A few years ago, I wrote a trip report on the internet, about a month I spent in Venice. The trip report, in a different form, still exists, and in fact you can find it here. In those days it was posted on the AOL message board, and it’s been so long, the first report I wrote is probably gone forever.
Anyway. After I wrote that report and posted it on AOL, a woman wrote to me. She thought that she and I traveled in the same way, and that perhaps she had the same sensibilities as me. She had just come back from a second trip to Sicily and was finishing up entering her journal into her computer. And she sent it to me! She sent me her private journal. It was like taking an unedited glimpse into someone else’s life. I was riveted and it was her journal that made me plan my solo trip to Sicily in September of 2000.
Last night, looking through some old papers, I found the sixteen printed pages of her journal, getting a bit yellow, at the bottom of the box. I read it again and not only was I transported to the place I was in five years ago; I was also transported to a Sicily that doesn’t seem to be there anymore. After only five years.
She stayed in a small town on the Northern coast, and she made me promise not to tell anyone about it. At that time, it was a quiet village where you could see every building from the main piazza. Everybody knew everybody, and there was sex and intrigue around every corner. She spent her days dipping her toes into the sea and gossiping with the young women in the town, and her nights eating fat strands of macaroni with almonds and garlic and oil, meeting up with dark and lusty Sicilian men, and dancing at parties thrown in the pensione where she stayed. The way she wrote about it made me want to drop everything and get to Sicily as fast as I could. If I could make people want to go somewhere just by reading my totally unedited journal! It is pretty impressive stuff, let me tell you.
So I went. Sicily was, and remains, an incredibly beautiful, history-rich place to visit. Just five years ago, there weren’t many tourists. I remember seeing tourists all over Taormina, of course, but other than that I only saw them in hotels and in big buses driving around. I had monuments and castles to myself, and I remember the two dinners I ate in hotels, where I was the lone single diner in a sea of ten-tops. I was hit on by an insane amount of men. Oddly, this is not what I went there for, though the journal had plenty of practically Harlequin-esqe situations. What did make me go? Her evocative writing did. The promise of an unknown land full of prickly pears and pomegranates and the smell of lightning hitting the sea. A place raw and untouched.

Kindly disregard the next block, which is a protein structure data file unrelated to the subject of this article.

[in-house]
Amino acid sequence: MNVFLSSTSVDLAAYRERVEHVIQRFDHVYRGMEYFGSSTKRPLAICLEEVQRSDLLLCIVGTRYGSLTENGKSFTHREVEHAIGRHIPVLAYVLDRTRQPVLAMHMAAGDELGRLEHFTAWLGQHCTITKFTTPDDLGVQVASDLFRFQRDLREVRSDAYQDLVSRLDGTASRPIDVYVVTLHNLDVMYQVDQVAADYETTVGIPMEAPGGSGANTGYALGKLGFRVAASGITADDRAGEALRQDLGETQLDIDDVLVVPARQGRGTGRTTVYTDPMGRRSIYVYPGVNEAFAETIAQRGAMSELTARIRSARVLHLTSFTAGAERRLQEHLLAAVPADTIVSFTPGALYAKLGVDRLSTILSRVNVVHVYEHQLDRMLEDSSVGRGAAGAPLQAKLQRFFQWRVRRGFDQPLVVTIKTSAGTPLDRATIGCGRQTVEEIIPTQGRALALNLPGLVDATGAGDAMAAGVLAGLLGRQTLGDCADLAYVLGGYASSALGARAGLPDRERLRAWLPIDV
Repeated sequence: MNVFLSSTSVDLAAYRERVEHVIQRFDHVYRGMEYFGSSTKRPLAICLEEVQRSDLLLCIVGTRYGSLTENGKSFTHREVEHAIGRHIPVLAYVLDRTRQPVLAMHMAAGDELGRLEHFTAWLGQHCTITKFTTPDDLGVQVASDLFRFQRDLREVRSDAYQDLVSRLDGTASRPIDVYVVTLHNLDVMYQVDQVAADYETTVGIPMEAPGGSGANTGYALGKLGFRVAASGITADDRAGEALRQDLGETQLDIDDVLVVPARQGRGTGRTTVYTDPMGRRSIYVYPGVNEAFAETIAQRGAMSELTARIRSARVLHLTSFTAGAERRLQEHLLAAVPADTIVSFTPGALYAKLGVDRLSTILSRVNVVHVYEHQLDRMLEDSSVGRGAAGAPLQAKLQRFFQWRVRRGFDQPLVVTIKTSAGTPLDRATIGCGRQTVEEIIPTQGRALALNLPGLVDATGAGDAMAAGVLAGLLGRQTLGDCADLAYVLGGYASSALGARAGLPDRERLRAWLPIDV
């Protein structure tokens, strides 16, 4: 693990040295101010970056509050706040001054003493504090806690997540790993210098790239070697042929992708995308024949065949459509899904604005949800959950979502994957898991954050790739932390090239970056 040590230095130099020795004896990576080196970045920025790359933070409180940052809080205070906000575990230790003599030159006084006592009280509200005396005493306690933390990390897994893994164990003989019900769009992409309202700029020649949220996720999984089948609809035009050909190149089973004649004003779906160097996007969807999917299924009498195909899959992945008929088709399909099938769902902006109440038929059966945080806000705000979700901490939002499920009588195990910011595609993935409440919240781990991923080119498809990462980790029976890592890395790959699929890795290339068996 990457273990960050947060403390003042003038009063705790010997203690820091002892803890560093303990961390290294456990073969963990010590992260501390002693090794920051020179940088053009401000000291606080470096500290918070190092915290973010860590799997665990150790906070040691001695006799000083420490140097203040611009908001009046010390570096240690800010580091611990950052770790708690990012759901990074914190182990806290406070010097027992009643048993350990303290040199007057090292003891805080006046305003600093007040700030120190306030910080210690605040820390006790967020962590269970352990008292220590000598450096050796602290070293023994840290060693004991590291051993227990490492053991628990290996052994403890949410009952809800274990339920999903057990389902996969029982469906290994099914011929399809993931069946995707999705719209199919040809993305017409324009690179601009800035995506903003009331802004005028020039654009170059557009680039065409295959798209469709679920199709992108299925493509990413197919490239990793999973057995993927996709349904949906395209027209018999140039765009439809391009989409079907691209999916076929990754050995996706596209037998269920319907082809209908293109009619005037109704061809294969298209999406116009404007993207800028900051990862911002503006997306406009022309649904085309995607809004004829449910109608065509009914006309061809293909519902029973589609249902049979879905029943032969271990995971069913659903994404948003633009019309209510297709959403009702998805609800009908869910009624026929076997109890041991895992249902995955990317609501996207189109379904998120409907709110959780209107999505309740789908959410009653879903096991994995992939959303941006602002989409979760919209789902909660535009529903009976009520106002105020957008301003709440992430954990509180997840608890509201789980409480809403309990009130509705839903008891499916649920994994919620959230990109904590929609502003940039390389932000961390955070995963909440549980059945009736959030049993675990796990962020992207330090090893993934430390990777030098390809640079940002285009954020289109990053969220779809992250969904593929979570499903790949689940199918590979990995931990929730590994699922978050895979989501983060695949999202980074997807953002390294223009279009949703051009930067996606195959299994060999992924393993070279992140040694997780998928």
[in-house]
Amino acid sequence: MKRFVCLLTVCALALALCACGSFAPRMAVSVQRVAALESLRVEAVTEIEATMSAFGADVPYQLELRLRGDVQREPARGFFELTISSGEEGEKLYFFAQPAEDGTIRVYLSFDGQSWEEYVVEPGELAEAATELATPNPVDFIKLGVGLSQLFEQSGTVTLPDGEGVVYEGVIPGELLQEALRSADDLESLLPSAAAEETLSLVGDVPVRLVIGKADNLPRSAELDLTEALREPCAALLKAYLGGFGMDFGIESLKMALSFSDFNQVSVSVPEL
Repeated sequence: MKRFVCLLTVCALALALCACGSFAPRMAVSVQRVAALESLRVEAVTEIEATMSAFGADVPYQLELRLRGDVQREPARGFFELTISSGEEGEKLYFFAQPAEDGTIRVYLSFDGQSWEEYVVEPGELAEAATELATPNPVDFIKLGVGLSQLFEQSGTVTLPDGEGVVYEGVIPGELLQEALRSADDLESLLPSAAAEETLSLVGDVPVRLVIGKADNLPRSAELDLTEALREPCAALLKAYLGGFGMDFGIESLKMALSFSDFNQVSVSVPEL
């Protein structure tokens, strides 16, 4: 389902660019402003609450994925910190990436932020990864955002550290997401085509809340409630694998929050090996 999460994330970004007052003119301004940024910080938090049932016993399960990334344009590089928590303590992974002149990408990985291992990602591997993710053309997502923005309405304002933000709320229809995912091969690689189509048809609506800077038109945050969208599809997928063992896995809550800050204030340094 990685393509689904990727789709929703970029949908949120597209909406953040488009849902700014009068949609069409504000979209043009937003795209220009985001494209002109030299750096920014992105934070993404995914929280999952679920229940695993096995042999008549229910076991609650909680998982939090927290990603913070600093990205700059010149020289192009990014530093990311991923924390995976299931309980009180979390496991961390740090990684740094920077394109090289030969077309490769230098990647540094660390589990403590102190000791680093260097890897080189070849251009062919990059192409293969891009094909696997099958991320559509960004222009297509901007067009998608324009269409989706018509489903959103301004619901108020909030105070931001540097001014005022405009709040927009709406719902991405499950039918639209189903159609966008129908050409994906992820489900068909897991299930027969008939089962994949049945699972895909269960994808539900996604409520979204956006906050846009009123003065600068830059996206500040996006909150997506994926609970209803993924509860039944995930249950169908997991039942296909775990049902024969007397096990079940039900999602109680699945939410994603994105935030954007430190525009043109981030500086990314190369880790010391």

I went to the little town from the journal. Now, everyone who has visited Sicily seems to know it. It’s not a secret anymore. When I went, I had to stay in the third and last hotel I inquired at, so how unknown could it have been, even then? Or maybe they just didn’t want to be bothered. I saw some of the people from the journal, and ate at both of the restaurants she wrote about, and dipped my toes into the same turquoise water. It was trippy, like stepping into the pages of a book you once read, but a book that only you knew about.
I wonder what it is like there now? We are living in a different world, even five years later. With the internet, and all these low-cost airlines, there aren’t too many secret villages in Europe any more. Just like only five years seperated the Beatles and the Sex Pistols, five years has made an incredible difference in the life of the traveler. I am a part of all that, so I cannot complain. What has helped me has also destroyed. Progress. I guess.